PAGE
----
I appreciate all the suggestions! I know Small Island by Andrea Levy is in the British Council library here, so I will read it and give some feedback. There are a couple of Granta numbers too, but I've already read them. The other recommendations I will hopefully be able to find on my travels.

As I mentioned, I have not read much recent British fiction that I might suggest in return. However, still within the umbrella of British fiction, I might wholeheartedly recommend one older British novel that I stumbled on by chance in the late 1990s and which proved a revelation - a book that ranks among the best I have read. It is A Glastonbury Romance by John Cowper Powys. I happened to read an article about it in the Daily Telegraph by Margaret Drabble who chose it as her "Book of the Century", calling it a "masterpiece" and its author "a genius". Bizarrely, the book was out of print in the UK, but still published in the States. The book is over 1000 pages long and I would not read it for the plot so much as to revel in the amazingly evocative descriptions, particularly of nature. Thanks again, and happy reading!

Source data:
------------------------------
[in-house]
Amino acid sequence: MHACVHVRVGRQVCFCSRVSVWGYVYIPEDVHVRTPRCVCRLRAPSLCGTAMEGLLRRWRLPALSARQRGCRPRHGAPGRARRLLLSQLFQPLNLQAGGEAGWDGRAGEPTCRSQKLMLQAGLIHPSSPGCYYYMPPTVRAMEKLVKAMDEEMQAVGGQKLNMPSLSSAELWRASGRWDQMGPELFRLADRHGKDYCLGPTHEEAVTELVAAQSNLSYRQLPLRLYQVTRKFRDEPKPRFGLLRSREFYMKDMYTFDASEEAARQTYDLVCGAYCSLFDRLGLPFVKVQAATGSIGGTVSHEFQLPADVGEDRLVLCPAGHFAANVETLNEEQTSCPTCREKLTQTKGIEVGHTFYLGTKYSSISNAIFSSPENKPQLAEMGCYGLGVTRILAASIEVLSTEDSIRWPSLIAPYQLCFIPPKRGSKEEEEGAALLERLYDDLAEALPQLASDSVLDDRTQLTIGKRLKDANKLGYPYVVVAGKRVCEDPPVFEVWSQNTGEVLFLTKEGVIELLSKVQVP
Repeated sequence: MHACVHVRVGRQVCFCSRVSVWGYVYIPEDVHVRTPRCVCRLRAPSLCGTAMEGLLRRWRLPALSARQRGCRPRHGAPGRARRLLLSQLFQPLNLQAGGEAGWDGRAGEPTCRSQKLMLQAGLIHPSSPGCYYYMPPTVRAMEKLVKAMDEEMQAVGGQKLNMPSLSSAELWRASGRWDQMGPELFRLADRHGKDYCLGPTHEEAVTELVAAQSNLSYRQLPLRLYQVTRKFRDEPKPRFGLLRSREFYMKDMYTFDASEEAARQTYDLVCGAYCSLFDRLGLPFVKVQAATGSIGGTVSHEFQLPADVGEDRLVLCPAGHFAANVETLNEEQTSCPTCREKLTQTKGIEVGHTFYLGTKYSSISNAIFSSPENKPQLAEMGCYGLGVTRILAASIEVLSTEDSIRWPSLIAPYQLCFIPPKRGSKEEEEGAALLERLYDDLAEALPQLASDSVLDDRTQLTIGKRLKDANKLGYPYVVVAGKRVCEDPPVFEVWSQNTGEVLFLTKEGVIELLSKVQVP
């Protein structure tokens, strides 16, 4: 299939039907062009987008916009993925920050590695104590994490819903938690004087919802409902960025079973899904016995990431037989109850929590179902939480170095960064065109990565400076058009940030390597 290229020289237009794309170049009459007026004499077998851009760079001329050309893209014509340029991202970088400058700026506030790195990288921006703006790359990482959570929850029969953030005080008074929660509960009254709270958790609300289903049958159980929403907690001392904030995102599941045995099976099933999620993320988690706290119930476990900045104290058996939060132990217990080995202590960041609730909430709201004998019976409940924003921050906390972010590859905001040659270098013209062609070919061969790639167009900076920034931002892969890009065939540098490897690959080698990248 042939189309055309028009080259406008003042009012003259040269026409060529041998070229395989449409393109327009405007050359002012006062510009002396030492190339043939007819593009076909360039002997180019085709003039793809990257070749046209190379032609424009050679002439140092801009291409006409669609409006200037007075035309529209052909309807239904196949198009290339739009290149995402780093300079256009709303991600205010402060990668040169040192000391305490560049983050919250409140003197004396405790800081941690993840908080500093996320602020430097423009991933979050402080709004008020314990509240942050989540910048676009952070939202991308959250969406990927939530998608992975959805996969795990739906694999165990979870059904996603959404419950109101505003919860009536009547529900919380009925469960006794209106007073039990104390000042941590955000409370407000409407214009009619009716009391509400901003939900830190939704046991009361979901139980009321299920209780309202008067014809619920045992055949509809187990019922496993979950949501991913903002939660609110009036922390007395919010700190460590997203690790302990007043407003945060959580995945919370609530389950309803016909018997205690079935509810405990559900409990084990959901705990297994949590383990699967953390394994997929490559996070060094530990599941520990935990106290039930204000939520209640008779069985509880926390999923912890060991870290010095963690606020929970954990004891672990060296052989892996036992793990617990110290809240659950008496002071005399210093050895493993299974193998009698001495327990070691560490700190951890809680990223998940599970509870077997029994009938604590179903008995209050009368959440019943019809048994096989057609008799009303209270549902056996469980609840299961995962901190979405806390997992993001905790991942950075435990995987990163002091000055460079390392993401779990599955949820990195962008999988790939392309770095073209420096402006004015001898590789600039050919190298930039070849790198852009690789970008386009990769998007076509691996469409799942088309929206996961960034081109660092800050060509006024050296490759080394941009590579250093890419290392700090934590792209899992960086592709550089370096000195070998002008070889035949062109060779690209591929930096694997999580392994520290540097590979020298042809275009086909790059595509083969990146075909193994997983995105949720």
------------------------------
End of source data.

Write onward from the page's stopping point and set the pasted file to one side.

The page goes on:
maj 9, 2007, 10:18pm

>9 chrisharpe:
Curious you mention Powys. I just (yesterday) finished his 800 page Owen Glendower, which is a fine historical novel, heavy on the novel part when it comes to developing characters. As you mentioned about A Glastonbury Romance, his evocative descriptions of place, combined with captivating character development kept me 'on task' with this tome. Glendower's story is really a good one, especially when expanded by Powys. The most difficult thing is keeping track of the many characters and their (often multiple) Welsh names.

When I'm ready to take on another 1,000 pages of Powys, I'll track down a copy of 'Glastonbury'